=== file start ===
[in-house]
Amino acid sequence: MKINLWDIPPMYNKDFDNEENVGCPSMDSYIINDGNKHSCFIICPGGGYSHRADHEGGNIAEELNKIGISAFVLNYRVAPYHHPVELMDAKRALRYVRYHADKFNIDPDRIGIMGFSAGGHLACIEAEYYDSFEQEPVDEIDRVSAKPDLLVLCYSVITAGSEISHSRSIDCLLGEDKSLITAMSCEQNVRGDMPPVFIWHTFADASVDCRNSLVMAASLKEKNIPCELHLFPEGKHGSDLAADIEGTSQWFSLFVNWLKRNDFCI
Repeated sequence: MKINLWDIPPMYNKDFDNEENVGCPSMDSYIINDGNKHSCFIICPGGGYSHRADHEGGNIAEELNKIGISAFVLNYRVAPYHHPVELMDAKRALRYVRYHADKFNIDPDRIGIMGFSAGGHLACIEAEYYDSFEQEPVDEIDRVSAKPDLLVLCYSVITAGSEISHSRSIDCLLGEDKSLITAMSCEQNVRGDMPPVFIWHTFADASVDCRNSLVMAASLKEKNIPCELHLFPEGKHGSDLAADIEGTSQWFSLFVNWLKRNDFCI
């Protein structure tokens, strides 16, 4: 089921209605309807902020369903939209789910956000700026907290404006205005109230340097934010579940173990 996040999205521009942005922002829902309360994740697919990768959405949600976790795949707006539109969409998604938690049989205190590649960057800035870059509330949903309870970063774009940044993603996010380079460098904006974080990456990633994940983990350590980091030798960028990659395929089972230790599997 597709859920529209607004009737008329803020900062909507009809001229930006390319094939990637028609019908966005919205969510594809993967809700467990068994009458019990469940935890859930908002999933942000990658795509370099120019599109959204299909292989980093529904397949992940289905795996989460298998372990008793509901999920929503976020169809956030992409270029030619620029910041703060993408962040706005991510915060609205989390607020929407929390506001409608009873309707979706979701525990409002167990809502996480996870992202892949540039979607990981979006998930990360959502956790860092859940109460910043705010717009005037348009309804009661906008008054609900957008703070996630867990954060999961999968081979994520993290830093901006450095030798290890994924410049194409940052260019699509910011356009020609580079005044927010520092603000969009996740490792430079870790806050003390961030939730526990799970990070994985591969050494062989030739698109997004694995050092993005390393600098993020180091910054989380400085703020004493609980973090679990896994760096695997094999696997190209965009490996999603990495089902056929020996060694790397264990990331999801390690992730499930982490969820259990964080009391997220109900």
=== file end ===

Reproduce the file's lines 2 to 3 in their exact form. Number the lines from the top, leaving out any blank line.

Amino acid sequence: MKINLWDIPPMYNKDFDNEENVGCPSMDSYIINDGNKHSCFIICPGGGYSHRADHEGGNIAEELNKIGISAFVLNYRVAPYHHPVELMDAKRALRYVRYHADKFNIDPDRIGIMGFSAGGHLACIEAEYYDSFEQEPVDEIDRVSAKPDLLVLCYSVITAGSEISHSRSIDCLLGEDKSLITAMSCEQNVRGDMPPVFIWHTFADASVDCRNSLVMAASLKEKNIPCELHLFPEGKHGSDLAADIEGTSQWFSLFVNWLKRNDFCI
Repeated sequence: MKINLWDIPPMYNKDFDNEENVGCPSMDSYIINDGNKHSCFIICPGGGYSHRADHEGGNIAEELNKIGISAFVLNYRVAPYHHPVELMDAKRALRYVRYHADKFNIDPDRIGIMGFSAGGHLACIEAEYYDSFEQEPVDEIDRVSAKPDLLVLCYSVITAGSEISHSRSIDCLLGEDKSLITAMSCEQNVRGDMPPVFIWHTFADASVDCRNSLVMAASLKEKNIPCELHLFPEGKHGSDLAADIEGTSQWFSLFVNWLKRNDFCI